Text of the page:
White Rock pier repair will likely take months, cost millions – mayor

City staff say it’s too early to assess the full extent of storm damage

Repairing and restoring White Rock’s iconic pier – now in two segments following Thursday afternoon’s vicious windstorm – will likely take months and cost millions, according to Mayor Darryl Walker and city Fire Chief Phil Lemire.

Speaking at a media conference Friday morning at the city’s Pacific Avenue Fire Hall, both Walker and Lemire said it was far too early to assess accurate figures for the repair or commit to a timeline for the pier repair, although Walker said it will likely take months.

“(The cost) will probably be in the millions,” Walker said. “It’s very easy for projects these days to run to that kind of money.”

Lemire said the city is still “triaging” the city to judge the full extent of storm damage, which also included fallen trees and branches, downed power lines, ruptured gas lines and a promenade littered with logs, concrete benches and other debris.

“It’s a step-by-step process, going through the city, identifying situations we may not have been aware of.”

And both reiterated the importance of residents respecting taped and barricaded off areas.

“They’re there for your safety, but also to protect the safety of first responders,” Lemire said.

“We’re asking people to be responsible and understand what the dangers are,” said Walker, adding while that he realizes that many going down to waterfront are being driven by curiosity, they should be patient while city crews and emergency personnel continue to do their work.

“Our pier will be restored,” he assured residents. “We understand your need to see things, but you need to be safe.”

Lemire said that an approximately 100-foot-long section of the pier had been washed away, while a floating dock was still tethered to it by one end but had wound up wedged against the pier.

But he said that all of the pier will have to be assessed for damage, to identify whether there are as yet unknown problems with the structural integrity.

Walker said the city will also study how events played out, whether risks to the pier were adequately identified and whether mistakes were made that could be rectified in future.

“We’ve spoken already with the provincial and federal governments, letting them know the situation, and hoping there will be some kind of assistance they can offer us.”

Walker acknowledged that pier repair and clean-up will have an impact on business on the waterfront and said he would be visiting businesses personally to explain the situation.

“Of all the times to have something like this happen, Christmas is the worst,” he said. “But we will still help our businesses wherever we can.”

Walker told Peace Arch News after the conference that he also wanted to acknowledge the hard work of city staff mitigate the effects of the storm and protect residents throughout the afternoon and on into the night.

“And then a lot of these people got up this morning and got on with what they usually do,” he said.

Walker noted the storm had struck many communities in the region, at some tragic cost of life.

“The pier is just a piece of property,” he noted. “We’ve lost something important to us, but we haven’t lost any lives and we can thank our lucky stars for that,” he said.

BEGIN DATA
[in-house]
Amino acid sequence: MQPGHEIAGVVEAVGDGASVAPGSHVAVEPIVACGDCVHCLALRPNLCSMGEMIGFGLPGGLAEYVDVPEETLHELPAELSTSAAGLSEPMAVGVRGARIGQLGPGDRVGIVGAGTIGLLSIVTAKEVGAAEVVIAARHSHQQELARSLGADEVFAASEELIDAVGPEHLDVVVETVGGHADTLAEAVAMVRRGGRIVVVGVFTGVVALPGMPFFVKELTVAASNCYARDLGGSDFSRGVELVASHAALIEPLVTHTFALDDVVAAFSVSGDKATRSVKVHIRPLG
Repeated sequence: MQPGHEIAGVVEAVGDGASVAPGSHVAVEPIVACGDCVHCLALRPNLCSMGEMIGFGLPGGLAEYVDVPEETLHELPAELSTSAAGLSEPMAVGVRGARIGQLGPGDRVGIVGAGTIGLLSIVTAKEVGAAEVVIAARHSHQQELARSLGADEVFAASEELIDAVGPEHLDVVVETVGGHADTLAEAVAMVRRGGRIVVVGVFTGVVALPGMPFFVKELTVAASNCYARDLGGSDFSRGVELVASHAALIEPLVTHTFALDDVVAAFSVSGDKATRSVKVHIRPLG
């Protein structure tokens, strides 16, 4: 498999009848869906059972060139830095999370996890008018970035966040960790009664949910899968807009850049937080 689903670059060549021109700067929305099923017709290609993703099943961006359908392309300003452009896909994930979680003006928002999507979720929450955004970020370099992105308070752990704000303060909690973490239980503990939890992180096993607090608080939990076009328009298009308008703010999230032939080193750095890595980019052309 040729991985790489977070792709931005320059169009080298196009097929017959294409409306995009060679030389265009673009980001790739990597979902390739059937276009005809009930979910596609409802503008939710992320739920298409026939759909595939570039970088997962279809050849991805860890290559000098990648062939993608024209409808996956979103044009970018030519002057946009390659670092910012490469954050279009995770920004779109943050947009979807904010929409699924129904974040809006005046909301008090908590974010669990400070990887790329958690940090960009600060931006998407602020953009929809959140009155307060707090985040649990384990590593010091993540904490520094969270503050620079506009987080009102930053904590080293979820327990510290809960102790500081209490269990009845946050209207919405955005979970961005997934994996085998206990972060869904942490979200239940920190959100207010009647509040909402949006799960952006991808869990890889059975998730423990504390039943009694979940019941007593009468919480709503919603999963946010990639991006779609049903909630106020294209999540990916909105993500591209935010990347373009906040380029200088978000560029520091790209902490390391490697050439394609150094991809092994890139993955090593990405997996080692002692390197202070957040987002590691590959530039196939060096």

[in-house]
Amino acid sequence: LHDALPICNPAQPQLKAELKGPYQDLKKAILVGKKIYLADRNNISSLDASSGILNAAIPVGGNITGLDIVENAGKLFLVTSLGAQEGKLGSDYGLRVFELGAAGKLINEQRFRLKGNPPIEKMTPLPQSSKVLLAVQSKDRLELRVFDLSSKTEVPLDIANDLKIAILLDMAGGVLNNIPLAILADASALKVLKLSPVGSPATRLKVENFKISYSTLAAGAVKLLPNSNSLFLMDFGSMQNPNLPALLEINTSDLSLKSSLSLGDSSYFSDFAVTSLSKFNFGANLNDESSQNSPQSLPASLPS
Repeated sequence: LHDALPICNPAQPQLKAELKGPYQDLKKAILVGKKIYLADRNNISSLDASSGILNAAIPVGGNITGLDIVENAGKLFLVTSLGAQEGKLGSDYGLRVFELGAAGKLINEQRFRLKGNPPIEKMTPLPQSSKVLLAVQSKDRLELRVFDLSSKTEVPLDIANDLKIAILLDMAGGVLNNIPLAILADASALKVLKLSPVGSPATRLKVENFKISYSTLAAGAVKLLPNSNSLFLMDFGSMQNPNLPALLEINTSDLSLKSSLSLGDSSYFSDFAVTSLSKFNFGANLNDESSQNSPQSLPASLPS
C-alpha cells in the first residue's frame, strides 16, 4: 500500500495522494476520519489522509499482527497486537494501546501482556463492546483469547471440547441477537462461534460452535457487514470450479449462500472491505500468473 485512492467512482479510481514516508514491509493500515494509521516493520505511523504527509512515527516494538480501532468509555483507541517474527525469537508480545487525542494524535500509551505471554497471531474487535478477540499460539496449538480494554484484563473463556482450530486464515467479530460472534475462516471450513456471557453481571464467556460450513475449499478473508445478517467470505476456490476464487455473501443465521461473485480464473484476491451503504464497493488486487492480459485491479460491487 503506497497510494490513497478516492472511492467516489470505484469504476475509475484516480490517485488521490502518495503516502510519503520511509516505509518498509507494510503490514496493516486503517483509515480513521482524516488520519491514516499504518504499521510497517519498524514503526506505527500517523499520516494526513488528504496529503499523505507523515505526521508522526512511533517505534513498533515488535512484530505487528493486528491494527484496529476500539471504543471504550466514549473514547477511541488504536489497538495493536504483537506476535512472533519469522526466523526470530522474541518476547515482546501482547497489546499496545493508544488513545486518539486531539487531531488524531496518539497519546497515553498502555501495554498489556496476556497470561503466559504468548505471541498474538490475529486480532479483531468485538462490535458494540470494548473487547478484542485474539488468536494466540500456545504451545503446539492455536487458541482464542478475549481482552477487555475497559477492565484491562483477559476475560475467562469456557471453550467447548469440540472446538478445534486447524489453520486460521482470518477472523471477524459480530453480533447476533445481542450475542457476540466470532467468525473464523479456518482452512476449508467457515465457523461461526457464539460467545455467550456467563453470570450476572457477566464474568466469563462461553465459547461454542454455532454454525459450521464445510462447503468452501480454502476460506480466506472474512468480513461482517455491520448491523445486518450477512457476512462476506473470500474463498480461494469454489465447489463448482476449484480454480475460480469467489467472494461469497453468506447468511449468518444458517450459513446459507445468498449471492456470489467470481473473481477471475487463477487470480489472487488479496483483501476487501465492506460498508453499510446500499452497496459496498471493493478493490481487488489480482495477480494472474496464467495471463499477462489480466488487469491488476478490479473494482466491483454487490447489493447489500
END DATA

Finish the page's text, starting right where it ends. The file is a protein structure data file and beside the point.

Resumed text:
Meanwhile White Rock Youth Ambassadors, headed by 2018 princess and friendship ambassador Emma-Rose Harvey, have established a GoFundMe campaign to raise funds to help repair the pier.

To contribute, and for more information, visit https://www.gofundme.com/rebuild-the-historic-white-rock-pier

Get local stories you won't find anywhere else right to your inbox.
Sign up here

Just Posted

Construction underway for new Cloverdale elementary school

The $33 million school is to seat 655 students

George Garrett retires from Volunteer Cancer Drivers Society board

Society completes more than 58,000 trips since 2016

B.C. families financially affected by pandemic eligible for grocery gift cards

Program open to struggling families in Lower Mainland and Fraser Valley communities

Delta McDonald’s temporarily closed after employees test positive for COVID-19

Two employees at the Annacis Island location (1285 Cliveden Ave.) reported testing positive on Sept. 18

B.C. or Ontario? Residential school survivors fight move of court battle

It’s now up to Ontario’s Court of Appeal to sort out the venue question

B.C. transportation minister will not seek re-election

Claire Trevena has held the position since 2017

Young B.C. cancer survivor rides 105-km with Terry Fox’s brother

Jacob Bredenhof and Darrell Fox’s cycling trek raises almost $90,000 for cancer research

VIDEO: Shots fired outside Langley gas station that was scene of 2018 homicide

No reports of injuries in Saturday evening incident

B.C. migrant, undocumented workers rally for permanent residency program

Rally is part of the Amnesty for Undocumented Workers Campaign led by the Migrant Workers Centre

Preparations underway for pandemic election in Saskatchewan and maybe B.C.

Administrators in B.C. and around the country are also looking to expand voting by mail during the pandemic

Nearly 20 per cent of COVID-19 infections among health-care workers by late July

WHO acknowledged the possibility that COVID-19 might be spread in the air under certain conditions

Ferry riders say lower fares are what’s most needed to improve service

Provincial government announces findings of public engagement process

Air quality advisory ends for the Lower Mainland

It had been in effect since Sept. 8

Most Read